Unique Female Indicators of Coronary Heart Disease: Do They Exist?
To the Editor:
In the article “Women’s early warning symptoms of acute myocardial infarction,” Dr Jean McSweeney and coworkers1 renew the attention to prodromal symptoms of acute coronary events. In 1975, Alonzo et al2 observed that “unusual fatigue and weakness” were the most prevalent symptoms of myocardial infarction, followed by dyspnea and angina. Many authors replicated those findings and added loss of energy, increased irritability, and sleep disturbances to the list. According to McSweeney et al, “it is unknown whether prodromal symptoms themselves predict future [coronary heart disease] events.”1 This statement is in contrast with the fact that 6 epidemiological studies have shown that these prodromal symptoms increase the risk of coronary events in both healthy populations and those with heart disease.3,4 Pathophysiological mechanisms that may underlie this increased risk include viral reactivation, increased inflammation, disturbances in coagulation and fibrinolysis, and hypoactivity of the hypothalamic-pituitary-adrenocortical (HPA) axis (lowered ACTH and cortisol).5 Hypoactivity of the HPA axis activates inflammation. These observations fuel the debate as to whether or not these prodromal symptoms reflect depression (ie, a mental disorder). The frequently observed association between depression and future coronary events might be due to the fact that these prodromal symptoms are markers of inflammation and/or viral reactivation. McSweeney et al1 made a valuable contribution by replicating old observations, including the fact that both sexes present prodromal symptoms in a slightly different way. However, there is no reason to believe that there are unique female indicators of coronary heart disease as they suggest, because the same symptoms have been found to predict coronary events in men.
McSweeney J, Marisue C, O’Sullivan P. et al. Women’s early warning symptoms of acute myocardial infarction. Circulation. 2003; 108: 2619–2623.
Alonzo A, Simon A, Feinleib M. Prodromata of myocardial infarction and sudden death. Circulation. 1975; 52: 1056–1062.
Van der Ven A, van Diest R, Hamulyak K, et al. Herpes viruses, cytokines and altered hemostasis in vital exhaustion. Psychosom Med. 2003; 65: 194–200.
We welcome the interest of van Diest et al in our work1 and this opportunity to respond to their comments. We appreciate the contributions of early investigators who demonstrated the importance of prodromal symptoms, including fatigue. It is unfortunate that the scientific community has not pursued this line of research, as there are many unanswered questions and the clinical utility of prodromal symptoms in predicting future coronary events remains unclear.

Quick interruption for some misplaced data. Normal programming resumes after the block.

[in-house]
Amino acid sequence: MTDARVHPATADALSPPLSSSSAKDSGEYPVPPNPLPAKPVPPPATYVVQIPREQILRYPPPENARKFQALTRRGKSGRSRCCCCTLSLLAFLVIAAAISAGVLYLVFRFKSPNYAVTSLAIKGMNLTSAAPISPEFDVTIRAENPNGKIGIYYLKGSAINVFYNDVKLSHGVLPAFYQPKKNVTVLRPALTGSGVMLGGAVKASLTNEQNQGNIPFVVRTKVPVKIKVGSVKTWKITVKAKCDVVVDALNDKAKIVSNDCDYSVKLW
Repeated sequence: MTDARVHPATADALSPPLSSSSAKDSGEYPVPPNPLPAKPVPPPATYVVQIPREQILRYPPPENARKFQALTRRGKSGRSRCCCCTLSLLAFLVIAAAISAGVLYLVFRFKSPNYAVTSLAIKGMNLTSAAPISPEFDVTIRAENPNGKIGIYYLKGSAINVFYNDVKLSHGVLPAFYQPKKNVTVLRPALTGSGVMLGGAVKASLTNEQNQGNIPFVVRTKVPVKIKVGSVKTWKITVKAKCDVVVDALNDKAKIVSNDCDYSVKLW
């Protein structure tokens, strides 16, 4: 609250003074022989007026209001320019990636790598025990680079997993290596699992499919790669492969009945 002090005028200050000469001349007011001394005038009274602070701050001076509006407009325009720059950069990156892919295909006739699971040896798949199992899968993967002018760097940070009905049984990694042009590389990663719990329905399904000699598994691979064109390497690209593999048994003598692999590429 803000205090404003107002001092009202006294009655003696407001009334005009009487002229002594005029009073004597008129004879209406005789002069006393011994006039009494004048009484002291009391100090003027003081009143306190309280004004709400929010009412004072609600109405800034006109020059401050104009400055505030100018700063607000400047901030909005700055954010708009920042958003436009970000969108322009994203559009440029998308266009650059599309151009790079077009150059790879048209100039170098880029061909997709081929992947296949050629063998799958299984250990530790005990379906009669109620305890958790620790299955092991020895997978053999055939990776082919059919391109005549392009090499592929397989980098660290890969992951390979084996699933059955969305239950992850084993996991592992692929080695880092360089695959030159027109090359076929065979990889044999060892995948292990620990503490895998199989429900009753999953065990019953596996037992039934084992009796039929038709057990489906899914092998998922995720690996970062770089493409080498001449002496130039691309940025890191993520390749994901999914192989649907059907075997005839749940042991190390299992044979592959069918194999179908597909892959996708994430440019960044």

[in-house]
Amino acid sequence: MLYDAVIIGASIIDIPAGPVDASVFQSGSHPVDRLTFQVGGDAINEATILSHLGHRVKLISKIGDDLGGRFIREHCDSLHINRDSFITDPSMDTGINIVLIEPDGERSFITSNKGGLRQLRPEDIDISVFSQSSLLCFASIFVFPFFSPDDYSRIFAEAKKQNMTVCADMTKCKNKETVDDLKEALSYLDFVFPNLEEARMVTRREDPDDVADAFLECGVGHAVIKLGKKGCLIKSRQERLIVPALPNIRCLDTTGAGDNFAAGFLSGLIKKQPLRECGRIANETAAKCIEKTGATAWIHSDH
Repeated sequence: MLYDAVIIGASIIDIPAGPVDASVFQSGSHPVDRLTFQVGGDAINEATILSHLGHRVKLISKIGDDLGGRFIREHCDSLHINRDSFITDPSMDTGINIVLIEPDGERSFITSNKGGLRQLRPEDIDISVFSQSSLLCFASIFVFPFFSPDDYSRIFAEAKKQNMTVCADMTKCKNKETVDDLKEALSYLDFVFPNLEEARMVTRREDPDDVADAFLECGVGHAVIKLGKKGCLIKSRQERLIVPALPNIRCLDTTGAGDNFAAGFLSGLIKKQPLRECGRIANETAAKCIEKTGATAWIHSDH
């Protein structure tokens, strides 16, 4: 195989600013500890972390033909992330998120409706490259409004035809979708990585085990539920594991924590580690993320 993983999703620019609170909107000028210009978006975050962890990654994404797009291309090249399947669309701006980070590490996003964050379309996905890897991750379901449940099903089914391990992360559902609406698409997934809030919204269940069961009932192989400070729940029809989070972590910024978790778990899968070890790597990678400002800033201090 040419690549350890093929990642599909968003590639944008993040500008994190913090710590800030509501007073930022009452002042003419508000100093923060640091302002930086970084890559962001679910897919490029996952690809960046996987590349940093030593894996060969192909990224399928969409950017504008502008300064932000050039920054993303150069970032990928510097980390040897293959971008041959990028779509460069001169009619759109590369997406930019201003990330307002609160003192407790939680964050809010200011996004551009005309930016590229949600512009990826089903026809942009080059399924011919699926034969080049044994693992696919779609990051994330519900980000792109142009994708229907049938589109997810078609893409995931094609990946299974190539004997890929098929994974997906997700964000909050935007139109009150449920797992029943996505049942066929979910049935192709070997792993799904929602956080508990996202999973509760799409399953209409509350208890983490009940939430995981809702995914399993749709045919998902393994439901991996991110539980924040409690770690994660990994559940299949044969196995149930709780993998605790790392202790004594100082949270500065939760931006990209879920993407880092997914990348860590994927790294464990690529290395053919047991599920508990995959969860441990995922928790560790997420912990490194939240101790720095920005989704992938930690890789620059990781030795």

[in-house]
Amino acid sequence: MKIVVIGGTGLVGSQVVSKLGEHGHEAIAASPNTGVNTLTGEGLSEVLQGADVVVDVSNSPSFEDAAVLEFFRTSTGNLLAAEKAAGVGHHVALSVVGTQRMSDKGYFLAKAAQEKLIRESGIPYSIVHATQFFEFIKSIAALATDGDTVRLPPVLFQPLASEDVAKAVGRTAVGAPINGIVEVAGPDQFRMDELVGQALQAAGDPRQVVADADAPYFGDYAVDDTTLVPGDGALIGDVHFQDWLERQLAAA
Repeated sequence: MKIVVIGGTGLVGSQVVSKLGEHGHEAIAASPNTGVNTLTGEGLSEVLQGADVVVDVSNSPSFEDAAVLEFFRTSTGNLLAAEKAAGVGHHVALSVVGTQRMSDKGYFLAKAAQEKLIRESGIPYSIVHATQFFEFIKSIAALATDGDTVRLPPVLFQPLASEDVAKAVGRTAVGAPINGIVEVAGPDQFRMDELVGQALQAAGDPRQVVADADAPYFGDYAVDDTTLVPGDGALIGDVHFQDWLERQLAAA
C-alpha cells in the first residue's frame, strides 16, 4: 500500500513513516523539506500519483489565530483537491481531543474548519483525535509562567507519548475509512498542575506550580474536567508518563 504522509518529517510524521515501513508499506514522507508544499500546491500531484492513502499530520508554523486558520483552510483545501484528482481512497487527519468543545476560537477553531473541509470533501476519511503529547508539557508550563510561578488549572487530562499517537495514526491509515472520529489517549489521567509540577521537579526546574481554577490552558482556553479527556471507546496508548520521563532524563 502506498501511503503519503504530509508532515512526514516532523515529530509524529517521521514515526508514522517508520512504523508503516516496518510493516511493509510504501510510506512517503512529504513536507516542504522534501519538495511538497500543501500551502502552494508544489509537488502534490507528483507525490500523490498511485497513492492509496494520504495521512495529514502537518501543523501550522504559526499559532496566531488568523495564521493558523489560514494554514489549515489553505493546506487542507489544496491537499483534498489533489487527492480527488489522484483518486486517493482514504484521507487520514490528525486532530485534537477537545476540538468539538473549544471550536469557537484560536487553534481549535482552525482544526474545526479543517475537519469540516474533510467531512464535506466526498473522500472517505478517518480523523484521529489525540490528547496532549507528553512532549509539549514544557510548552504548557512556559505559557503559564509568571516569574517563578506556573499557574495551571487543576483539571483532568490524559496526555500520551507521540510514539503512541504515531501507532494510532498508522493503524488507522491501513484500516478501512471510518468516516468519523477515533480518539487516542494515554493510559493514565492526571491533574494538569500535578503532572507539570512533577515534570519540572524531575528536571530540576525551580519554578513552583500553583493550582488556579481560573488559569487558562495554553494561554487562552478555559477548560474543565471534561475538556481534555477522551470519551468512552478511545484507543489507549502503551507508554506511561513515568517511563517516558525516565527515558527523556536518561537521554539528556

Van Diest et al take exception with our statement that “it is unknown whether prodromal symptoms themselves predict further [coronary heart disease] events.”1 They contend that epidemiological studies referenced in their letter have shown that prodromal symptoms increase the risk of subsequent coronary events in healthy populations and those with heart disease. In fact, the number of such studies is limited, each had relatively small sample sizes, and some included only men or small numbers of women. However, the most important limitation of the body of work they referenced, as well as our own,1 is that these studies are retrospective and/or cross-sectional in nature. As a result, we can only say that prodromal symptoms are associated with risk of subsequent coronary events. It remains unknown whether any group or single prodromal symptom predicts future cardiac events until prospective, longitudinal studies are conducted.
Van Diest et al additionally express concern over what they believe is our suggestion that the prodromal symptoms we reported are unique to women. It is not our contention that fatigue or the other prodromal symptoms we reported are necessarily unique to women. We offered a profile of prodromal and acute symptoms from our findings and discussed this profile in light of common clinical beliefs about coronary heart disease symptoms, beliefs based largely on research conducted in men. Because we only studied women, we are unable to compare prodromal and acute symptoms between men and women. Nonetheless, our findings are important because they provide from a large cohort a profile of prodromal and acute symptoms that women experience with an acute myocardial infarction. This profile indicates that women have prodromal and acute symptoms that differ markedly from what is thought of as “typical” presentation. This is clinically relevant because clinicians rely on typical presentations to increase their index of suspicion for cardiac disease.